Morgan Stanley estimates that the global auto supply chain employs “in the range of 11 million people.” Jonas pointed to recent statements by VW Group CEO Herbert Diess, who said it takes 30 percent less labor to produce an electric vehicle than a similarly priced car that has the traditional internal combustion engine. This would result in a headcount cut of more than 3 million workers from the global auto industry.

But that number could increase, Jonas said.

Jonas said tech start-ups like Tesla and Rivian could build electric vehicles at “a 50 percent reduction in direct labor … or more.” That would reduce the global auto supply chain labor force even further. Even at just a 30 percent cut, Jonas estimates the labor force reduction would cost automakers “collectively and over time upwards of” $60 billion.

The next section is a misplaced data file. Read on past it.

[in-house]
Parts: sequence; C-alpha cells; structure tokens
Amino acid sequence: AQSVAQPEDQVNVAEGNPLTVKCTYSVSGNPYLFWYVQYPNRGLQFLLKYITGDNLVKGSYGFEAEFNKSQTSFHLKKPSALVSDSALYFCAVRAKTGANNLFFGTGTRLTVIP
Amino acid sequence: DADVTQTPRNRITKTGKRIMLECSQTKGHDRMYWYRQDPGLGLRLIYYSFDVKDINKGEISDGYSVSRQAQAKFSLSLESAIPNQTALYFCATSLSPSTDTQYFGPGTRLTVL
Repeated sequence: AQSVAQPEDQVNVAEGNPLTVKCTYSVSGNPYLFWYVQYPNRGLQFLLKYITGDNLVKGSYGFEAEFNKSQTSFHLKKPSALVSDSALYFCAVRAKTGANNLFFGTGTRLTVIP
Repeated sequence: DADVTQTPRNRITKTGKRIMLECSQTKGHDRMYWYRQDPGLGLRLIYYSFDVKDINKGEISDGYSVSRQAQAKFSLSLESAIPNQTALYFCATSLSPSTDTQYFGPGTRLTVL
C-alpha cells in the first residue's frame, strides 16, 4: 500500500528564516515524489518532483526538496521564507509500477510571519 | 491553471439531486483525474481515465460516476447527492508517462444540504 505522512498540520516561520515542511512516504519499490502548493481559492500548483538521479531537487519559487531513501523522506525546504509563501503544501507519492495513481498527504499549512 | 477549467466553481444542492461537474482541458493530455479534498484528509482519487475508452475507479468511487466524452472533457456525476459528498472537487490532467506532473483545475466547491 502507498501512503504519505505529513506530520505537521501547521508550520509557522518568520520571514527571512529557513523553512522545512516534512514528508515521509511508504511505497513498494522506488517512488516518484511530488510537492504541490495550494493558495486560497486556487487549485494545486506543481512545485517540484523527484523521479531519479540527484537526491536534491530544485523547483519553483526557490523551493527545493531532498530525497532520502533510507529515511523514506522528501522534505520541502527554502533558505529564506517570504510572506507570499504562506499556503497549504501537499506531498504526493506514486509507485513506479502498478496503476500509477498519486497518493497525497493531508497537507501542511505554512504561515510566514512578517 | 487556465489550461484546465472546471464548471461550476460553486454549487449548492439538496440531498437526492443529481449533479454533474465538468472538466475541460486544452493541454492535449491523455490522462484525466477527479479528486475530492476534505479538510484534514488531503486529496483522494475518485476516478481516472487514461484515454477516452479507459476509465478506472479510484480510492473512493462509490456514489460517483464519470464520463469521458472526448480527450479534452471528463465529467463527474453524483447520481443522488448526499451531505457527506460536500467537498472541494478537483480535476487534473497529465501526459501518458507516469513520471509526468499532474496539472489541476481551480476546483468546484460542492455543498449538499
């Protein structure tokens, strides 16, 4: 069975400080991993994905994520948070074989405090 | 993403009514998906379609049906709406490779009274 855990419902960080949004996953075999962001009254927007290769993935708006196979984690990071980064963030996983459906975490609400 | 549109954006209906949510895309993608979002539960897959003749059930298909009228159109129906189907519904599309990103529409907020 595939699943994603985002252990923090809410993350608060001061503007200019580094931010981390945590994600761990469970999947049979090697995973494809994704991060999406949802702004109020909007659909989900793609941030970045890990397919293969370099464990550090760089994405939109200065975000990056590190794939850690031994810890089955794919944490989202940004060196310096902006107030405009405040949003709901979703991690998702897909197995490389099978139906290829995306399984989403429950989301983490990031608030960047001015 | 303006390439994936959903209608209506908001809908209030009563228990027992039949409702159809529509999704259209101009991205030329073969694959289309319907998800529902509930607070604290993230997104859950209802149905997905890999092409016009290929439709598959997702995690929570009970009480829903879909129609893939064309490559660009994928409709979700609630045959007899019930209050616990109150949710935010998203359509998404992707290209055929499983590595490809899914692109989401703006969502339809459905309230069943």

Maintenance and servicing for electric vehicles is less expensive than traditional cars, another consideration in terms of the labor force needed as the switch to the newer cars continues.

Amazon is testing a new way to bolster its relationship with start-ups and possibly bring in more capital to the ecosystem. The fledgling effort, known as the Amazon Web Services Pro-Rata Program, is designed to link private investors with companies that use AWS, as well as venture funds whose portfolios are filled with potential cloud customers. Amazon is not investing money through the program.

The Pro-Rata program is being run by Brad Holden, a former partner at TomorrowVentures (founded by ex-Google CEO Eric Schmidt), and Jason Hunt, who are both part of AWS’s business development team focused on angel and seed relationships, according to an email they sent to investors in January.

“The Pro-Rata Program is a new pilot intended to connect family offices and venture capitalists for specific investment opportunities from the AWS ecosystem,” according to the email, which was viewed by CNBC. “Pro rata” refers to the rights investors have to put money in subsequent rounds.